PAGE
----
by Nathan O’Donnell
Dawn in Temper 
by Lisa Parker
North to Midnight 
by Grey Phelan
The Silver Girl 
by Aine Tierney

Highly Commended:

Summer of Stan by Anthony Brophy
Railway Park by Erica Coughlan
Child of the Slums by Aisling Cronin
Rising by Brian Kirk
Essex Road by Guy Le Jeune
Jesus of the Lavatory by Donall Mac Lochlainn
Loyalties by Niall McCann
Happy-Cry with my Brilliant Life by Paul McCarrick
Tider by Sinead O’Hart
Statistical Anomalies in the Probability of Love by Tara Sparling

From Page to Screen / From Screen to Page: WritersWebTV Launches in Dublin, Today

WritersWebTV: A fresh, vibrant, Irish start- up that’s thinking outside the box.

LAUNCHING their website today, WritersWebTV is about to turn the creative writing industry on its head and offer a fresh challenge to those already working in the industry and, in a broader sense, those working in the arts in Ireland.

Established by Live Training Ltd., WritersWebTV is a new Irish start- up originating in Dublin, having developed what can only be described as a world- first innovation in online education and resources for writers. WritersWebTV will be live- streaming interactive creative writing workshops from a multi- camera broadcast studio in Dublin, from Saturday 28th September. The inaugural workshop will be Writing for Children and Young Adults.

With workshops led by Vanessa O’Loughlin (founder of writing.ie), an in- studio panel will consider key elements of fiction writing and furnish viewers with tips, advice and actionable insights to help them improve their writing and get it on the path to publication.

Vanessa O’Loughlin: WritersWebTV workshop facilitator and founder of writing.ie.

Mrs O’Loughlin will lead the workshops in front of a limited in- studio audience of aspiring writers, as well as online viewers who can ask questions, participate in workshop exercises and comment online through Twitter, Facebook and email, with aspiring writers receiving on- screen feedback from in- studio writers and tutors.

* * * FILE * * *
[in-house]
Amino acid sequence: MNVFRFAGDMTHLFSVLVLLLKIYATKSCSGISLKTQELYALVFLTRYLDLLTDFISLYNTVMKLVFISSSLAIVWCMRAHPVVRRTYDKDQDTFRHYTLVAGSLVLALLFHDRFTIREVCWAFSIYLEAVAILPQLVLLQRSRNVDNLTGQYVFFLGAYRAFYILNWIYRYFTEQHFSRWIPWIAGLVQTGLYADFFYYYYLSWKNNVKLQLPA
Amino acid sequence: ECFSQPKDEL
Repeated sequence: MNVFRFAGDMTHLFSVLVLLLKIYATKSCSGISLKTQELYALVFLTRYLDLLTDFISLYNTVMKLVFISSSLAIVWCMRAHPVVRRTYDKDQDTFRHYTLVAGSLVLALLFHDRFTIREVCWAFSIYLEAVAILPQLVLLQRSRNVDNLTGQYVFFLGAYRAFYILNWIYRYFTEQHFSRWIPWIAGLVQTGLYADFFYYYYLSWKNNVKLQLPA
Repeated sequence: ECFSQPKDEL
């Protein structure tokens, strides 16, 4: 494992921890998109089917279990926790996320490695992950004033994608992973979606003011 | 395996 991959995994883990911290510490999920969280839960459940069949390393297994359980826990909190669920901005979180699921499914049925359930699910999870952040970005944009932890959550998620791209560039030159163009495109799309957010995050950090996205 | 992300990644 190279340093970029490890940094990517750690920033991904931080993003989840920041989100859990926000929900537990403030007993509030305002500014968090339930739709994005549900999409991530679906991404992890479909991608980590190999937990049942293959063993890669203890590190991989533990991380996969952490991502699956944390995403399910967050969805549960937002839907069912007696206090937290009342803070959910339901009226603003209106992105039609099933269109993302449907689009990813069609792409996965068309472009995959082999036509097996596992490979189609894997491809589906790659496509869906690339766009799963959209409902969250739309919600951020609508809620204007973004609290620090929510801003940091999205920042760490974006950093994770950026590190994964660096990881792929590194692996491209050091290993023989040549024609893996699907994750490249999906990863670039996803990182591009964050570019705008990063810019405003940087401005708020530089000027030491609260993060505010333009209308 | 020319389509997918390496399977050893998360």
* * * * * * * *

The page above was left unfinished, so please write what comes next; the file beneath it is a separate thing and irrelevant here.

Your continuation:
Viewers can watch full, one- day workshops free of charge on WritersWebTV, when viewed live; to watch or revisit the course at a later date, viewers will be charged for a video workshop / tutorial / course, which viewers can keep and re-watch indefinitely.

Personally, I predict that the model that WritersWebTV have developed may very well set the precedent for existing MA Creative Writing programs, which already offer off- campus online programs for international students, though without the level of slick, sophisticated, broadcast quality offered by WritersWebTV.

I also believe that Moodle courses will soon be considered outmoded and obsolete if writers’ centres, universities, publishing houses and self- employed creative writing tutors follow the WritersWebTV model, which they may very well do in the years ahead.

If WritersWebTV achieves only one thing, though, it may be that it puts paid to the excuses that aspiring writers often contrive for their lack of creative output: “I have young children and they take up all my time. I can never make workshops in town.” / “I don’t have the time to write.” / “I can’t find a workshop that works for me”. Yep, I’ve heard ’em all, too.